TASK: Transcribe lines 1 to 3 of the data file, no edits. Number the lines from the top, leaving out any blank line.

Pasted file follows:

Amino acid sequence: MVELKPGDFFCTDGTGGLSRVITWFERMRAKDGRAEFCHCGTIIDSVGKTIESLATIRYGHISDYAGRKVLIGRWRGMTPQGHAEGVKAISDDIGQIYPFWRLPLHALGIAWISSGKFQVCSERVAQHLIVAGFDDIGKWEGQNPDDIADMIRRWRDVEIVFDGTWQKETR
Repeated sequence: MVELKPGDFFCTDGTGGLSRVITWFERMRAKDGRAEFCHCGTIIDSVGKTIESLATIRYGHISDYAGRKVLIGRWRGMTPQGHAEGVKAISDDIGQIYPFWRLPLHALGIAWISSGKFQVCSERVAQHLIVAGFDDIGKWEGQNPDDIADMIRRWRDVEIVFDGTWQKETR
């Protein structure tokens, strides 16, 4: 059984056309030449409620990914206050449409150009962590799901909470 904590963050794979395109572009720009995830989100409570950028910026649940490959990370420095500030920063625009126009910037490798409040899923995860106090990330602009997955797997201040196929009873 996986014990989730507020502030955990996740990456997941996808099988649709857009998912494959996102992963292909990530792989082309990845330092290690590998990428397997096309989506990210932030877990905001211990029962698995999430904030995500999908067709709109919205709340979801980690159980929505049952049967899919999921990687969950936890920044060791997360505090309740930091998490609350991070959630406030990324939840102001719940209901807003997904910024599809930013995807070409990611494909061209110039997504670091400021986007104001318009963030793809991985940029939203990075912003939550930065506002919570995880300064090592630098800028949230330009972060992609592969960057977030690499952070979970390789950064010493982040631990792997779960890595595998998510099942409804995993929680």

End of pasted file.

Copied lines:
Amino acid sequence: MVELKPGDFFCTDGTGGLSRVITWFERMRAKDGRAEFCHCGTIIDSVGKTIESLATIRYGHISDYAGRKVLIGRWRGMTPQGHAEGVKAISDDIGQIYPFWRLPLHALGIAWISSGKFQVCSERVAQHLIVAGFDDIGKWEGQNPDDIADMIRRWRDVEIVFDGTWQKETR
Repeated sequence: MVELKPGDFFCTDGTGGLSRVITWFERMRAKDGRAEFCHCGTIIDSVGKTIESLATIRYGHISDYAGRKVLIGRWRGMTPQGHAEGVKAISDDIGQIYPFWRLPLHALGIAWISSGKFQVCSERVAQHLIVAGFDDIGKWEGQNPDDIADMIRRWRDVEIVFDGTWQKETR
């Protein structure tokens, strides 16, 4: 059984056309030449409620990914206050449409150009962590799901909470 904590963050794979395109572009720009995830989100409570950028910026649940490959990370420095500030920063625009126009910037490798409040899923995860106090990330602009997955797997201040196929009873 996986014990989730507020502030955990996740990456997941996808099988649709857009998912494959996102992963292909990530792989082309990845330092290690590998990428397997096309989506990210932030877990905001211990029962698995999430904030995500999908067709709109919205709340979801980690159980929505049952049967899919999921990687969950936890920044060791997360505090309740930091998490609350991070959630406030990324939840102001719940209901807003997904910024599809930013995807070409990611494909061209110039997504670091400021986007104001318009963030793809991985940029939203990075912003939550930065506002919570995880300064090592630098800028949230330009972060992609592969960057977030690499952070979970390789950064010493982040631990792997779960890595595998998510099942409804995993929680």